Wilfred Weston and Audrey Weston both of Burton Green, York were each issued with a noise abatement notice in 2012 because of their dogs’ howling and barking at their address.

Both Mr and Mrs Weston were each ordered to pay a £138.00 fine, £30 court surcharge and £351.85 costs each.
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Call for action on fly tipping

Cllr Sheena Jackson has reported dumping problems

Local Cllr Sheena Jackson has called for action as more dumping has taken place this week.

One vehicle targeted a public litter bin which was filled with domestic rubbish before a black sack was also dumped next to it.

The problem is likely to get worse if the Council don’t act quickly to restore the regular skip visit service which ended in March.

The Foxwood Residents Association has polled residents on their local budget priorities. The results of the consultation will be discussed at their AGM next week (19th April).

Continuation of the skip service will be a high priority according to residents responses.

 

York Council criticised for slow response to fly tipping reports on Foxwood park

….as £50,000 a year expenditure on other parks announced

Fly tipping in Foxwood Park

More fly tipping

Cllr Sheena Jackson has criticised the Council for failing to clear up fly tipping on the Foxwood Park.

The tipping was reported nearly 3 months ago.

Sheena says she received an email from CYC “confirming it was agreed to be cleared it but it is still there”.

This was disappointing news for the volunteers who work hard to make sure that the park is kept clean.

There has been an outstanding display of daffodils this year and work has been undertaken to reduced ponding at the entrance gates to the field. A set of goal posts are expected to be erected on the field later in the year.

Good display of daffodils in Foxwood Park this year. Most were planted by volunteers

Sheena and the team have been cleaning up the park again this week

One issue being reported are potholes in the surface of the grassed area. It is a particular difficulty for partially sighted users.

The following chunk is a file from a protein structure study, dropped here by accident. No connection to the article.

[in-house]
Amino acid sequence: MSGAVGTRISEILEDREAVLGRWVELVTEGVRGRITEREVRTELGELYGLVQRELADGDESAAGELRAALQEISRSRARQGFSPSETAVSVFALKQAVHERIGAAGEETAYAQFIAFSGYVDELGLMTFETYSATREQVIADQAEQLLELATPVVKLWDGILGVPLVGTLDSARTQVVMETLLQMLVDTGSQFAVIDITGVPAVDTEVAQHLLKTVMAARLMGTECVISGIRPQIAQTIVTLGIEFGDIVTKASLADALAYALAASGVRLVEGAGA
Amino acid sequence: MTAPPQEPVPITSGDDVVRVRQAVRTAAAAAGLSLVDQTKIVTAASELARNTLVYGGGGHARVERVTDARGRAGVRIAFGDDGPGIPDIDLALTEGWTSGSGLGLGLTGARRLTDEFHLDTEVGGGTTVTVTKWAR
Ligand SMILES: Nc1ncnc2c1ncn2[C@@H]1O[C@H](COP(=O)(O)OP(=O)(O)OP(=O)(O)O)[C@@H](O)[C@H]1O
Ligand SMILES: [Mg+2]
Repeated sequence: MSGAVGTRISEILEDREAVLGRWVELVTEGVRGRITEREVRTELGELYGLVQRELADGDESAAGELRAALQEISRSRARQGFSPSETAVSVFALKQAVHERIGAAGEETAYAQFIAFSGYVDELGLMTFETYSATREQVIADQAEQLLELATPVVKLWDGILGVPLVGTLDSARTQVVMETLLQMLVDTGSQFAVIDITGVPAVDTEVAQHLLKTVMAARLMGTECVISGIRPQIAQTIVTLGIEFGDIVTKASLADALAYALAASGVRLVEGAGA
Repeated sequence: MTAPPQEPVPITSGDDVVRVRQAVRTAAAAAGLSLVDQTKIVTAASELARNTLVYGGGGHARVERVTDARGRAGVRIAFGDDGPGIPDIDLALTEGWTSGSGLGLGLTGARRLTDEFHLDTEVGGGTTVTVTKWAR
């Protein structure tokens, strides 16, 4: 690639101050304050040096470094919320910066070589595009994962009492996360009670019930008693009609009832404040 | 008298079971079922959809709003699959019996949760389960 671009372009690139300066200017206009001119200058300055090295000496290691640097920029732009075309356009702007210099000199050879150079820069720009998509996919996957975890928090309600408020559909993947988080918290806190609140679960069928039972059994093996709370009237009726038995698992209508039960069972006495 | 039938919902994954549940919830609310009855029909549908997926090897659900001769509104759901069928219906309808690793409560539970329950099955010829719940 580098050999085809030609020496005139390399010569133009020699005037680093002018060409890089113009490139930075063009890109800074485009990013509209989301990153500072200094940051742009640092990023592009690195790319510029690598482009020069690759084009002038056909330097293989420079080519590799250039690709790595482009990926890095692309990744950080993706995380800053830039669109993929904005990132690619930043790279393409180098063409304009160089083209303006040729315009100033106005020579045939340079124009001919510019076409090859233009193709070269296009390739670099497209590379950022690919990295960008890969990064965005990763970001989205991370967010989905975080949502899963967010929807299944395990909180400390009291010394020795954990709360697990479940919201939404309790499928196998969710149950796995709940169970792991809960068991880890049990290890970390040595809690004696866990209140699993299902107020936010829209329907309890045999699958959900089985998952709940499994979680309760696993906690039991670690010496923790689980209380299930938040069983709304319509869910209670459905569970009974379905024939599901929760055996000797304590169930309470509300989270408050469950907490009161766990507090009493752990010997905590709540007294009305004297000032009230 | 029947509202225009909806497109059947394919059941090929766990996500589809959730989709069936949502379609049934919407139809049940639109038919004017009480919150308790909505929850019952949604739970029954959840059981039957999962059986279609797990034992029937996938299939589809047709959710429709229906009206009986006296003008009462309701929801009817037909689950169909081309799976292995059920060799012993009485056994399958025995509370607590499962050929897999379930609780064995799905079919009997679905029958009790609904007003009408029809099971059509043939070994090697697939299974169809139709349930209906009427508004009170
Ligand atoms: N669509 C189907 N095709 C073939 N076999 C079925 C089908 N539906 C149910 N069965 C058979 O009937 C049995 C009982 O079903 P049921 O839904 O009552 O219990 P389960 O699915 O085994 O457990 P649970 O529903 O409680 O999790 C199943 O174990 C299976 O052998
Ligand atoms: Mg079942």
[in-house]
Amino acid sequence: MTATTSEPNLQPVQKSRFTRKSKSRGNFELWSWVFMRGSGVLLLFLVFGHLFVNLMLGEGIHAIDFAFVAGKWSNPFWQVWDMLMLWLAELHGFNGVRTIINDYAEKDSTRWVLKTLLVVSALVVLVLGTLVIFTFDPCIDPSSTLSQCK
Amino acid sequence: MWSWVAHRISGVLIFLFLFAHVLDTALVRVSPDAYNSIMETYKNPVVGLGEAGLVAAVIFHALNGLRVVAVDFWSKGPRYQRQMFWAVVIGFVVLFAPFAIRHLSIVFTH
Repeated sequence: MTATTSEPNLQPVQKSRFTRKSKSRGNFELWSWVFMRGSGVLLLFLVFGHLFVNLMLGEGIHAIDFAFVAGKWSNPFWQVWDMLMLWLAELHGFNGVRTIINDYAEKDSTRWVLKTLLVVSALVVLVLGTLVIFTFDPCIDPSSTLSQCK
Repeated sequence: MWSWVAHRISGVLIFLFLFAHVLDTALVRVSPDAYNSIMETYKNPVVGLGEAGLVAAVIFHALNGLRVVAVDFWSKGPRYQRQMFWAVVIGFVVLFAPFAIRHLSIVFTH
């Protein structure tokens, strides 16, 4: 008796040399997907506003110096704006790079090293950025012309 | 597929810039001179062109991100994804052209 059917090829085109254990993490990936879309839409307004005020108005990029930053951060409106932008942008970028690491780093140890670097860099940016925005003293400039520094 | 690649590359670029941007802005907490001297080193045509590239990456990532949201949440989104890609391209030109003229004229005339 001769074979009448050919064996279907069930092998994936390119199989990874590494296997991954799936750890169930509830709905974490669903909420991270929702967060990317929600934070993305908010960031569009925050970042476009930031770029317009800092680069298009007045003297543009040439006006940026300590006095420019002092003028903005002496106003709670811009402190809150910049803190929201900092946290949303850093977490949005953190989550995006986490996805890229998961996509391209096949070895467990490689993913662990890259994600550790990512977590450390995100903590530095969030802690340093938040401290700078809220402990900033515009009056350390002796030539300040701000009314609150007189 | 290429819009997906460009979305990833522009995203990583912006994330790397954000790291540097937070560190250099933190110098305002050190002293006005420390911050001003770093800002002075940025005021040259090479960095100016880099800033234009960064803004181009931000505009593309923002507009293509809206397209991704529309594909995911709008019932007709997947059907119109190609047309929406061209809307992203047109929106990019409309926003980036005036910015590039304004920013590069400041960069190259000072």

Meanwhile the Council has announced that it will spend £50,000 a year supporting volunteers working in other parks in the City.

A report outlining proposals to “harness the expertise of community groups, provide volunteering opportunities and improve York’s green spaces” will be considered by the executive member for culture, leisure and tourism on 18 April.

The report sets out proposals to allocate £50,000 per annum funding to community projects at five parks in the city. “The proposals follow a wide ranging consultation by York CVS on behalf of the council”.

York CVS engaged with local stakeholders to discover the community needs and the best way for these needs to be fulfilled by local groups through the Growing Green Spaces scheme.

The funding has been specifically aimed towards five sites in the city. Proposals for each site were received by York CVS and have been recommended for approval including:

  • · Rowntree Park – this bid is lead by the Friends of Rowntree Park along with partners. They want to increase their care of the existing shrub / herbaceous borders and develop new garden features which will widen the appeal of the park
  • · West Bank Park – The project will be undertaken by the Blueberry Academy Gardening Team, which provides valuable work experience for trainees largely aged 18 to 24 with learning difficulties.  The proposal is to create a sensory garden in the park which will become an ongoing long term base from which the academy can operate.
  • · Glen Gardens – A bid by Therapeutic Art and Play Therapy Yorkshire with the support of the Friends of Glen Gardens and Refuge Action York. The project will see the group take over an existing shrub / herbaceous border meaning it will no longer need council care.
  • · Hull Road Park – A bid by The Conservation Volunteers will see weekly supported sessions with volunteers undertaking a range of horticultural and non horticultural tasks.
  • · Clarance Gardens – This project will utilise the same approach and source of volunteers as the Hull Road Park scheme.  The programme will focus on continuing the recent work in the Gardens which has seen the brightening up of the shrub beds with new planting.These changes will improve the visual impact of the gardens, be better for wildlife and reduce long term maintenance obligations.